Monday, March 29, 2010
Westminster College sophomore neuroscience major Justin King presented his psychology research project at the Consortium for Computing in Undergraduate Education (C-CUE) Student Technology Forum March 19 at Waynesburg University.
King won a third-place certificate and cash award in the student competition for "Effects of Color on Emotion," research that was conducted under the supervision of Dr. Sandra Webster, Westminster professor of psychology and faculty development officer.
King designed and conducted an experiment on the way background color influences the perception of emotional adjectives. His research took a recent psychology paradigm and extended to computerized measurement. His results showed that, with more sophisticated measurements, the hue of the color as well as its saturation and luminance had effects on ratings of emotional arousal. Previous research failed to show any effect of hue on emotion ratings.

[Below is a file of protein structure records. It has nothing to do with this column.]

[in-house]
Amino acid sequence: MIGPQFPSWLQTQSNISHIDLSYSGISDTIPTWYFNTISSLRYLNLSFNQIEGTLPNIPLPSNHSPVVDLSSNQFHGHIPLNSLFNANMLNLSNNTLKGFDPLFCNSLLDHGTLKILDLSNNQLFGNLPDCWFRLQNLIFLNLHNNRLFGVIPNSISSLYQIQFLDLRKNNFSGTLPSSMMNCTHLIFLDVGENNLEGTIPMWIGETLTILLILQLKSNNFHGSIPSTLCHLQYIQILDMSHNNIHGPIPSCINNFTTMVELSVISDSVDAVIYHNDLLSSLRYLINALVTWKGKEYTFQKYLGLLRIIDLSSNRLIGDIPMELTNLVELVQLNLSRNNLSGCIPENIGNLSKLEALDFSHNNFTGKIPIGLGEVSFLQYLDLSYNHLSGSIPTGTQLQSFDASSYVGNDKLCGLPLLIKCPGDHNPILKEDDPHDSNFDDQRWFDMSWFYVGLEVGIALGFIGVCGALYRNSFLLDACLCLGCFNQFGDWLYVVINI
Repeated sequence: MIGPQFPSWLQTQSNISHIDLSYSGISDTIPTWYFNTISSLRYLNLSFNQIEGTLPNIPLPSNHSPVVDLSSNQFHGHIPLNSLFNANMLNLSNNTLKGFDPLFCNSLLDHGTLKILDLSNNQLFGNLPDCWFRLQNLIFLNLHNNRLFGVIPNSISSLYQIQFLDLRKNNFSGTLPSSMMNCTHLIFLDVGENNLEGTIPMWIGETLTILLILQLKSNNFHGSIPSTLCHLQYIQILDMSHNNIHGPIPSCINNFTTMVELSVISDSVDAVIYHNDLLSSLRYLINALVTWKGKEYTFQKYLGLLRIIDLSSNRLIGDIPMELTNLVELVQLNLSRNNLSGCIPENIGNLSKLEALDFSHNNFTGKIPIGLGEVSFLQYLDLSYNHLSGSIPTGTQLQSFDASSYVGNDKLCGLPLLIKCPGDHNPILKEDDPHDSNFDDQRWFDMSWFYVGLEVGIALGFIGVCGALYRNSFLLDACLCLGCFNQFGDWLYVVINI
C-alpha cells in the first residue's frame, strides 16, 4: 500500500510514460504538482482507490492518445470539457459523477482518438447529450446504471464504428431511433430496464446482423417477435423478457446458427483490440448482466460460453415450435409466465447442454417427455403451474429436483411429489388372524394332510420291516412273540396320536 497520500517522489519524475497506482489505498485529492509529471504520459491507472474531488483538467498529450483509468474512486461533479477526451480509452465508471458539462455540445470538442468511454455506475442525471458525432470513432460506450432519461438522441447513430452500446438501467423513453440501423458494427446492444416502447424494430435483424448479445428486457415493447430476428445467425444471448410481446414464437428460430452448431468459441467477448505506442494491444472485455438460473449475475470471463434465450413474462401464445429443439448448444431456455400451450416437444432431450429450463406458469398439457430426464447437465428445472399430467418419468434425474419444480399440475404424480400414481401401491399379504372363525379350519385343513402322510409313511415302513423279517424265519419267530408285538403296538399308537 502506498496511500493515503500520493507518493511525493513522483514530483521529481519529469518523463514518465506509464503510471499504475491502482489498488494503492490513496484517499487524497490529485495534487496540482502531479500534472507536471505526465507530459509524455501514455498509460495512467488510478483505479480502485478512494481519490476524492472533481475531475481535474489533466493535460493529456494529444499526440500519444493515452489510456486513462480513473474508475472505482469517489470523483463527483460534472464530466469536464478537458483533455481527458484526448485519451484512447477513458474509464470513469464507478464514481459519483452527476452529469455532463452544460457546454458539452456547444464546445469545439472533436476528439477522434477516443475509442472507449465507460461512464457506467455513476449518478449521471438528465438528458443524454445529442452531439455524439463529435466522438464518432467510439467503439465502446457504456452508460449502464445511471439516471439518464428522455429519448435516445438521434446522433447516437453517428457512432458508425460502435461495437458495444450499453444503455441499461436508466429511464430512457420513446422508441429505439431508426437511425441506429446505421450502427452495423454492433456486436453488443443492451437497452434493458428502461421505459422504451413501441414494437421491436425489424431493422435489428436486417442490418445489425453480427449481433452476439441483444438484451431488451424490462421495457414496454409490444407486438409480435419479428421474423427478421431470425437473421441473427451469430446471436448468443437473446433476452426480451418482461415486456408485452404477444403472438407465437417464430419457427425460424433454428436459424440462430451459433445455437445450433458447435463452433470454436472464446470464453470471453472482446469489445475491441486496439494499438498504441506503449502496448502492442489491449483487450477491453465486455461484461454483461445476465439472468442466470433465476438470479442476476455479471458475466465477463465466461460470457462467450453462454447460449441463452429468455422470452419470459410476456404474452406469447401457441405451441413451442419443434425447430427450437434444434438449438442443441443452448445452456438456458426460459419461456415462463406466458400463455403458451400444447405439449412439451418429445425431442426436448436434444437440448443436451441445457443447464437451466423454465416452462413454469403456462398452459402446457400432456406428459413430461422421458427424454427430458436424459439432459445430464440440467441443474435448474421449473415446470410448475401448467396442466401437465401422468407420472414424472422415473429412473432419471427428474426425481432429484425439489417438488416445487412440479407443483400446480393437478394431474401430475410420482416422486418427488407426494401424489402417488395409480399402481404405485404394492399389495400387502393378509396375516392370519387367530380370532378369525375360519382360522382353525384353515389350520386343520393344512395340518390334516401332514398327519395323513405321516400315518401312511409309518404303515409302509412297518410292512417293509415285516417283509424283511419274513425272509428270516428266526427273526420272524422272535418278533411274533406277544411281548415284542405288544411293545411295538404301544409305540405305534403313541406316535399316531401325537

"Justin has done an excellent experiment and used current technology at a very high level on his sophomore methods class project," Webster said. "Most of the other student submissions at the forum were senior capstone projects and/or team submissions."
King is a son of Donald and Lauran King of Fombell and a graduate of Riverside High School.
Contact Webster at (724) 946-7359 or e-mail firstname.lastname@example.org for more information.
About Westminster College...
Founded in 1852 and related to the Presbyterian Church (U.S.A.), Westminster College is a top tier liberal arts college and a national leader in graduation rate performance, according to U.S. News Guide to America's Best Colleges. Westminster ranked third among liberal arts colleges in social mobility, according to the Washington Monthly College Guide, and is one of the most affordable national liberal arts colleges in Pennsylvania. Westminster is also honored as one of "The Best 371 Colleges" and "Best in the Northeast" by The Princeton Review, and is named to the President's Honor Roll for excellence in service learning.